Confused about crypto jargons? Here are 10 basic terms to know

September 16, 2021 11:11 AM AEST | By Furquan Moharkan
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With the cryptocurrency mania gripping the world, the digital asset is attracting more and more investors with time. With the increasing investor base, there has to be an increase in investor awareness. While most people have heard of cryptocurrency, yet they haven’t fully grasped its meaning. But don’t worry, we will help you with the basics.

Here are 10 terms you should know before investing:

  1. Cryptocurrency: Cryptocurrency is a digital currency in which transactions are verified and records are maintained by a decentralised system using the cryptography technique. This is contrary to legal tender that stores records through a centralised authority.
  2. Bitcoin: It is the world’s most famous cryptocurrency by far. Wait! It is also the world’s largest cryptocurrency, with its current market capitalisation pegged at US$909.21 billion – much in league with the big-tech firms. Trading near the US$50,000 a piece as on date, Bitcoin can be sent from one user to another on the peer-to-peer bitcoin network without the need for intermediaries. In case of Bitcoin, a public ledger records all its transactions and copies are held on servers around the world.
  3. Altcoin: It is a portmanteau of "alternative" and "coin." Now the thing with Bitcoin is that it is the first of its kind, and a brand in itself. Bitcoin is something like what Xerox Corporation means for photostats. Since Bitcoin is widely regarded as the first of its kind, new cryptocurrencies that were developed after – are viewed as alternative coins — or altcoins. These coins generally project themselves as better replacements for Bitcoin, with most of them trying to target any perceived drawbacks that Bitcoin has and come up with competitive advantages in newer versions.
  4. Stablecoin: Worried about the volatile pricing of Bitcoin and Altcoins? Understandable. After all, cryptocurrency investors have been on a roller-coaster ride this year – oscillating between the extremes. There is a solution – stablecoin. Stablecoins are cryptocurrencies that attempt to peg their market value to some external reference. The external reference can be in the form of a cryptocurrency, fiat money, or to exchange-traded commodities.
  5. Blockchain: A technology that drives Bitcoin, blockchain collects information together in groups, also known as blocks, that hold sets of information. In simpler terms, it is a system of recording the information in a way that makes it difficult or impossible to change, hack, or cheat the system. A blockchain is essentially a sort of digital ledger for transactions that is duplicated and distributed across the entire network of computer systems on the blockchain.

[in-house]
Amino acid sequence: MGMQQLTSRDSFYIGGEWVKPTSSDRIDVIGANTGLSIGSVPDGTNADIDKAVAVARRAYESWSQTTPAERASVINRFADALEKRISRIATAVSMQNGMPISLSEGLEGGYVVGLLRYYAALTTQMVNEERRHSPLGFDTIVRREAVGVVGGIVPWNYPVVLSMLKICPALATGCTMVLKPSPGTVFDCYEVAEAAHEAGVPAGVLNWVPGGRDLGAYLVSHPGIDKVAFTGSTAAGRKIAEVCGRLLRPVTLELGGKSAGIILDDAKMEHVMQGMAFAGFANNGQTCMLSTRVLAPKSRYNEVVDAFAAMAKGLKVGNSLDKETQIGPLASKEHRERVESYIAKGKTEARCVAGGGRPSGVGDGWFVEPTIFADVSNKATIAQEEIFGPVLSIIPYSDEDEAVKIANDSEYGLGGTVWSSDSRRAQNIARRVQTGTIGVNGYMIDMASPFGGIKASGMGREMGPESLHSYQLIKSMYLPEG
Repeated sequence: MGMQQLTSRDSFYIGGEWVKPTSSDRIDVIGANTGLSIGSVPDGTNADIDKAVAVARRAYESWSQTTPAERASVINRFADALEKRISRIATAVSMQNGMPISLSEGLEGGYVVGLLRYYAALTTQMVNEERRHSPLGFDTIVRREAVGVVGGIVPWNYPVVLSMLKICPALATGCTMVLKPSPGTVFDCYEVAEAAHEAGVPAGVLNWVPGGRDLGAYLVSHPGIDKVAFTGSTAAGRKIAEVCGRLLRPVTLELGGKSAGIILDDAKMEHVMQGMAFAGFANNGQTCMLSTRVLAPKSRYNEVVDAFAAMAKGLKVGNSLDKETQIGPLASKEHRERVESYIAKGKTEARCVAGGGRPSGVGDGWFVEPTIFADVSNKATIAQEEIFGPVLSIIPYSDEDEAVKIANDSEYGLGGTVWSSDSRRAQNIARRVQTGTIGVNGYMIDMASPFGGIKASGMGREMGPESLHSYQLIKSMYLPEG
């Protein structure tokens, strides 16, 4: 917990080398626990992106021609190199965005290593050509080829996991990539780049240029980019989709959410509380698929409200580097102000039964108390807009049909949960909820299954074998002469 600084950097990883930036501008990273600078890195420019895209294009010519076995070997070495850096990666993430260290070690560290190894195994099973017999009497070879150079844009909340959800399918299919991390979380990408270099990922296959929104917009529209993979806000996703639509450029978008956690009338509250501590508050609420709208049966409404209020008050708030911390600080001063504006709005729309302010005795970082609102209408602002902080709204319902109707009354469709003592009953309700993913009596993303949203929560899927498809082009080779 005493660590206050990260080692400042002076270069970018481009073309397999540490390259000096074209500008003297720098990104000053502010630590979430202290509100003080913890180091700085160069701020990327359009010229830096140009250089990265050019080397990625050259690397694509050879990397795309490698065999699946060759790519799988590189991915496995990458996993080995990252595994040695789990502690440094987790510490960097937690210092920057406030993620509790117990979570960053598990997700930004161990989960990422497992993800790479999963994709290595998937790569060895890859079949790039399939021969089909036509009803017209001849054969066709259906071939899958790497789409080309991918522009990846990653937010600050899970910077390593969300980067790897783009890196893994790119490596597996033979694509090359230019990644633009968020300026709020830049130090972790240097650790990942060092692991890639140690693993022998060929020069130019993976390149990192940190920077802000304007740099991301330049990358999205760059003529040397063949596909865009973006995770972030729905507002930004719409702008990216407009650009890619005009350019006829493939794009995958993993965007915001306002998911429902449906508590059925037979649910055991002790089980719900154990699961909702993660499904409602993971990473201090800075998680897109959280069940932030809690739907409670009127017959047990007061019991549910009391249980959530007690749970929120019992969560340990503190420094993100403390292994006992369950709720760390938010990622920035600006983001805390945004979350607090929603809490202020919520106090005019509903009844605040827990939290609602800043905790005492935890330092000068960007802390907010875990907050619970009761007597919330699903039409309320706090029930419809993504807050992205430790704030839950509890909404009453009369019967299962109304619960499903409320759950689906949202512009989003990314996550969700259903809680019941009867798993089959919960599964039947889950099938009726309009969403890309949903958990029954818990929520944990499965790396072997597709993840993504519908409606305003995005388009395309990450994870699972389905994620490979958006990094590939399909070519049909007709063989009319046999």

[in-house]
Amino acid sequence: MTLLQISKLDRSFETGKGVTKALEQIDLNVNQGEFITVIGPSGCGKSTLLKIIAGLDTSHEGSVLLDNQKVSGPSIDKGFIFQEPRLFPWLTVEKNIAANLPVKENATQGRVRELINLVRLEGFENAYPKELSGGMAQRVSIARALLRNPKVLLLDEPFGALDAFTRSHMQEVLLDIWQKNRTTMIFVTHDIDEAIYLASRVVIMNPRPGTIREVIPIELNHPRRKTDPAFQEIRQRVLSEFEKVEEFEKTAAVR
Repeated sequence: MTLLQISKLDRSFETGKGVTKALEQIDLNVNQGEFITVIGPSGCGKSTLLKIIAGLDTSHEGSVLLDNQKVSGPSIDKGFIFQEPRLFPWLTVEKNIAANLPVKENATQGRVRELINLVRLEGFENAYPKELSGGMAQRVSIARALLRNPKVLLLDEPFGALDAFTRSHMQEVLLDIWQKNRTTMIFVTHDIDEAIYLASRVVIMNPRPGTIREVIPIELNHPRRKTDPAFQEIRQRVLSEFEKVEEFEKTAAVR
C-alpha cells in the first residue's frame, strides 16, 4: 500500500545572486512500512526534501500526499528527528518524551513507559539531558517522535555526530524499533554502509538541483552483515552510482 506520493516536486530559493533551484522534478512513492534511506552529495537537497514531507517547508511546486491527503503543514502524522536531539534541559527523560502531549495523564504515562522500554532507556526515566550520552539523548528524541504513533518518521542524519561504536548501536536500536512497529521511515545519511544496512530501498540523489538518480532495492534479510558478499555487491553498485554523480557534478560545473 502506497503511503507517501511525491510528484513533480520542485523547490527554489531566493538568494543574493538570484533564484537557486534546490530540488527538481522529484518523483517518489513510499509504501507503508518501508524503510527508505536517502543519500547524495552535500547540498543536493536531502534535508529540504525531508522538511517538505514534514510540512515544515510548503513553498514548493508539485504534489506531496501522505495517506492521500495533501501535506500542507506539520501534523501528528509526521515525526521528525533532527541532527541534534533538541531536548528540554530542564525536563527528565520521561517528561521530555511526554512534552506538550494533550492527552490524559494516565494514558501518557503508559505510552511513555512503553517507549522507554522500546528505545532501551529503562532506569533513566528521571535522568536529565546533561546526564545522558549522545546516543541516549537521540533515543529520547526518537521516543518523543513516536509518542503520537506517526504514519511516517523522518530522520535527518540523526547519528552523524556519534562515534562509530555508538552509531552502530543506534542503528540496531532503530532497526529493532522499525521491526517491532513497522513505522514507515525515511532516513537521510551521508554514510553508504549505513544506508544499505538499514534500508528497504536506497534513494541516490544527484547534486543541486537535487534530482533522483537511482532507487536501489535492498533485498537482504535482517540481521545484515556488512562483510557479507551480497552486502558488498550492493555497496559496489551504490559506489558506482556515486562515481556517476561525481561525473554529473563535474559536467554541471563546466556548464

6. Decentralisation: The principle of distributing power away from a central point is known as decentralisation. This concept has got more to do with the technology backing cryptocurrency – blockchain – than crypto itself. It refers to the transfer of control and decision-making from a centralised entity (individual, organization, or group) to a distributed network.
  7. Crypto mining: It is the process of earning cryptocurrencies by solving cryptographic equations with the use of high-power computers. The process of solving comprises verifying data blocks and adding transaction records to a public ledger known as a blockchain.
  8. Cryptocurrency Exchanges: They are also called as digital currency exchanges (DCE). Crypto exchanges allow customers to trade cryptocurrencies or digital currencies for other assets – like conventional fiat money or other digital currencies. These exchanges can accept a gamut of payments – credit card payments, wire transfers or other forms of payments in lieu of digital currencies. Just like a stock exchange, a cryptocurrency exchange can be a market-maker that usually takes the bid–ask spreads as a transaction commission for the service it is providing or, it simply charges the fees.
  9. Crypto Wallet: Crypto wallets store your private keys and passwords of digital assets, keeping your crypto safe and accessible. They can also allow you to send, receive, and spend cryptocurrencies. They come in multiple forms – from hardware wallets like Ledger to mobile apps. A crypto wallet aims to make the use of crypto as easy as shopping with a credit card online.
  10. Fork: Think that there is a discrepancy in the blockchain rules that you are using? Don’t worry, you can ‘fork’ it. When a blockchain user makes changes to the rules it is known as a ‘Fork’. These changes to the protocol of a blockchain may result in two new paths. The last famous fork was that of Ethereum – the London Hard Fork – that took place in early August 2021.


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